It was all about sense of humor, and the fact that my mother and father managed to keep theirs, through better and much worse and even as they aged and life grew close and dark. That legacy is something I thank them for, every day.

Time, and Time Again

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My dapper dad, in his late twenties.
Today, October 9th, 2016, would have been my father’s 102nd birthday. I’ve written about him and his tumultuous life here before, a few times over, so I won’t wax on. I’ll post a few photos, though, sort of a “Souvenir Sunday” in his memory, or his honor, or both. Thirteen years since we lost him, and I still miss his wry humor, his balanced and intelligent guidance, the devilish grin he liked to flash early mornings, when he was the only one in the house in a good mood.

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Officer Mattingly in his Army greens, circa 1945, admiring my older sister.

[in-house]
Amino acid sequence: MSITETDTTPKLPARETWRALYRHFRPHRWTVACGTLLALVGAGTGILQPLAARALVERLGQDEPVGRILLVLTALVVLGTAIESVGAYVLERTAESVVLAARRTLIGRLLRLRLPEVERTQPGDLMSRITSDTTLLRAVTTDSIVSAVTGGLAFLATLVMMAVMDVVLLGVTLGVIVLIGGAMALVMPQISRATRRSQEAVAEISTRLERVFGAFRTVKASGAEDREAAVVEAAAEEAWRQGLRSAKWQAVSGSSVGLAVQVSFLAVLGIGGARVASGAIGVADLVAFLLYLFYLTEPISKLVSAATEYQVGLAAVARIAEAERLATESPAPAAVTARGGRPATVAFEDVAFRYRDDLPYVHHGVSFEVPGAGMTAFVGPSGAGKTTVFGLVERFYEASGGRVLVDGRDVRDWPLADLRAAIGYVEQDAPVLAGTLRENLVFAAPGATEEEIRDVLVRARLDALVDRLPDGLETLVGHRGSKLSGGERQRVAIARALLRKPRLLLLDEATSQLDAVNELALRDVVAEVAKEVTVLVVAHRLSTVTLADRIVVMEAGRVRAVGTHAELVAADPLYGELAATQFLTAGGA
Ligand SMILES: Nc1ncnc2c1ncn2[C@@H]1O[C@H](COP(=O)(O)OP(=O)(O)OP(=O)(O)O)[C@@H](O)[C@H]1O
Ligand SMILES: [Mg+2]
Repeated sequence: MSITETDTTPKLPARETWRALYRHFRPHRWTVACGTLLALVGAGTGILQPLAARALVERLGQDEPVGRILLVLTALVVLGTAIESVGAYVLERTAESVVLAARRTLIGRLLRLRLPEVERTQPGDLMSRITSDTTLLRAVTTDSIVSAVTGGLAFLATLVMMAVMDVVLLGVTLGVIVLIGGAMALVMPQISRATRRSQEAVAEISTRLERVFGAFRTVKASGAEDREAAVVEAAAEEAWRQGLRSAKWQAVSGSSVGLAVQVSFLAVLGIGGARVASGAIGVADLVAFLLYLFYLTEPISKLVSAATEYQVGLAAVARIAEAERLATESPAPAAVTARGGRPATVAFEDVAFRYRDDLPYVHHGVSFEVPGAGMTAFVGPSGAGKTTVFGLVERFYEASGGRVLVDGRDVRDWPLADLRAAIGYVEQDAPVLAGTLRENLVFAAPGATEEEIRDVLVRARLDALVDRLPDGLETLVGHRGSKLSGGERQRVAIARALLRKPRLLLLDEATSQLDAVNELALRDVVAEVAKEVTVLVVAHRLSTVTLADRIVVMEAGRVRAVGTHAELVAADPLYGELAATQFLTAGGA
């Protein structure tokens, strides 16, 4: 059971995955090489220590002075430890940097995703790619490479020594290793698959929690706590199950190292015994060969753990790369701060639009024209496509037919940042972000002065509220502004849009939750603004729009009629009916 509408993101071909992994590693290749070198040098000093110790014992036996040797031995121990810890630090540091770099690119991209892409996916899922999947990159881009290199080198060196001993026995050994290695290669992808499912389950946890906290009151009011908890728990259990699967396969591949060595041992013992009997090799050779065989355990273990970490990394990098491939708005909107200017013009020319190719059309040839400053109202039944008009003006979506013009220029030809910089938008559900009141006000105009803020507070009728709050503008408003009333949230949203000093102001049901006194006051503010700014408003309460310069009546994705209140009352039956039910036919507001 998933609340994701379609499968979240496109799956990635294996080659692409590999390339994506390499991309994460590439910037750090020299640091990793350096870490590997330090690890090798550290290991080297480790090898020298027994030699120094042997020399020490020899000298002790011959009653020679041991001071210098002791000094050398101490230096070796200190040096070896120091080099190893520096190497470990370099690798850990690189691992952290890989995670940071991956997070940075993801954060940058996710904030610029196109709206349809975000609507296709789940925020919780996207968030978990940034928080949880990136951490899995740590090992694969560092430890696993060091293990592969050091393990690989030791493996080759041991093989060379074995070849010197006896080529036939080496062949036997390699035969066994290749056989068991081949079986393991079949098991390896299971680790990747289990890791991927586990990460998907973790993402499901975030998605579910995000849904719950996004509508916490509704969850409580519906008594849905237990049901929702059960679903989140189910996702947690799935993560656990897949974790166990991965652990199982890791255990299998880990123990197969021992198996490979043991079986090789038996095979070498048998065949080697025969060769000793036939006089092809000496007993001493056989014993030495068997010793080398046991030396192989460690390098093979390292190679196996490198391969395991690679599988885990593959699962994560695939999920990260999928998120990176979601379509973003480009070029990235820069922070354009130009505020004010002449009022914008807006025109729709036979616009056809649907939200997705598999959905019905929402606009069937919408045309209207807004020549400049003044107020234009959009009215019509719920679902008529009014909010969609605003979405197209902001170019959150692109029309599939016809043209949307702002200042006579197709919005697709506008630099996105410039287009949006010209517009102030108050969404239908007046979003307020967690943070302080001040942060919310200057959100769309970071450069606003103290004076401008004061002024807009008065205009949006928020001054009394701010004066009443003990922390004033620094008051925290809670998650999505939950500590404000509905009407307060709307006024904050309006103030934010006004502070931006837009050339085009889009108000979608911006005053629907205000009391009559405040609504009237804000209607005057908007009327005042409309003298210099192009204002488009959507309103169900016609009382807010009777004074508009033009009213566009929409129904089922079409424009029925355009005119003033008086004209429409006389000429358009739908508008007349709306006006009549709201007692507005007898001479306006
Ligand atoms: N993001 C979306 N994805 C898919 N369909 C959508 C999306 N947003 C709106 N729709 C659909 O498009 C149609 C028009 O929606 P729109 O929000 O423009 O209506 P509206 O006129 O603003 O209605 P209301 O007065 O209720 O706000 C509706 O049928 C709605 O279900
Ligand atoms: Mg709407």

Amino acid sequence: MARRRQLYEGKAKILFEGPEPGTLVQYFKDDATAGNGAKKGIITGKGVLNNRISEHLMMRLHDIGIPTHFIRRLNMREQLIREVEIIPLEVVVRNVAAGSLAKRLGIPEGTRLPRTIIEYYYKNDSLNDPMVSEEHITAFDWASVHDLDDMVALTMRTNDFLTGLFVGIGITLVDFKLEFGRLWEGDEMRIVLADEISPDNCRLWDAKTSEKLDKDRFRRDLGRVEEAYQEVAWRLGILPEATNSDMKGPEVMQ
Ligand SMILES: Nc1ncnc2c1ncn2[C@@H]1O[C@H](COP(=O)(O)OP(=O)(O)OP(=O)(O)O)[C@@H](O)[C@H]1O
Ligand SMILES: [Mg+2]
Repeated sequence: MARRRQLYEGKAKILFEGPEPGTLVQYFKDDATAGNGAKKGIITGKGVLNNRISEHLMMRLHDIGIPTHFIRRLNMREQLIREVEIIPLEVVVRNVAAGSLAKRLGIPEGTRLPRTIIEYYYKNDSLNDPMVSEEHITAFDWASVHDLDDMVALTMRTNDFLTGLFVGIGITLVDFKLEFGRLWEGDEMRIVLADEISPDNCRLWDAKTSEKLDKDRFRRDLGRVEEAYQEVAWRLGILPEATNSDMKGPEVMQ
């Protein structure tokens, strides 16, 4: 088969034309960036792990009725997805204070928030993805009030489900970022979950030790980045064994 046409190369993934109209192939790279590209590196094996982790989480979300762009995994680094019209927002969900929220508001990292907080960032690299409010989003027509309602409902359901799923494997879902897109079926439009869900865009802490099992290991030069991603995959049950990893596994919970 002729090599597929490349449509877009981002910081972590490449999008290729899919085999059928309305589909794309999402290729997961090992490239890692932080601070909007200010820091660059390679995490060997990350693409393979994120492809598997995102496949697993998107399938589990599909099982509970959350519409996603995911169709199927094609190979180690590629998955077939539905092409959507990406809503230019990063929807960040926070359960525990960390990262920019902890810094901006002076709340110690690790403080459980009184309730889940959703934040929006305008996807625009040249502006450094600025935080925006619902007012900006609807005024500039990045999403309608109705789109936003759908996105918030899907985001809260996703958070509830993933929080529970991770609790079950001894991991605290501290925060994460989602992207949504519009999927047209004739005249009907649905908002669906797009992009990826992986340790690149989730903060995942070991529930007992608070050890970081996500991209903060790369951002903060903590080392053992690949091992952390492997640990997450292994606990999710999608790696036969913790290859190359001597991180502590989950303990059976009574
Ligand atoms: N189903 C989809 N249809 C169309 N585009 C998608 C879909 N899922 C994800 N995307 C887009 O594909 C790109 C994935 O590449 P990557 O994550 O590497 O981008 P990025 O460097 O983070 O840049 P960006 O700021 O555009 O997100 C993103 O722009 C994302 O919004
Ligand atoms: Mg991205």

Well of course I miss him. He was my father, and yet, for the first time since his death I forgot to think about him, or the fact of his birthday, until I’d been up and out of bed for a solid two hours. Around 9:30, I opened my phone and my eye registered the date. Wow, I thought, and felt a flush of shock and shame. Time’s funny that way, isn’t it. You lose someone, a parent, a sibling, a lifelong friend, someone so fundamental to your being  you can’t imagine living on after he or she is gone. Still, you have no choice but to do the laundry or write the article or move the child who is no longer a child to college and the years slip by and you wake up one day to realize hmmm, you’ve done it. You’ve survived, and wonder of wonders, it’s happened almost without your knowing it. You’ve simply lived, rearranged your day-to-day in ways that have eased the sting, plugged the holes and filled up the spaces that once felt so gaping and raw. It’s not so much that the spaces are gone, or even that time heals. It’s just that time is time. Like it or not, it chugs past and most of us, the lucky ones I guess, can’t help but jump on the running boards and hold on for dear life.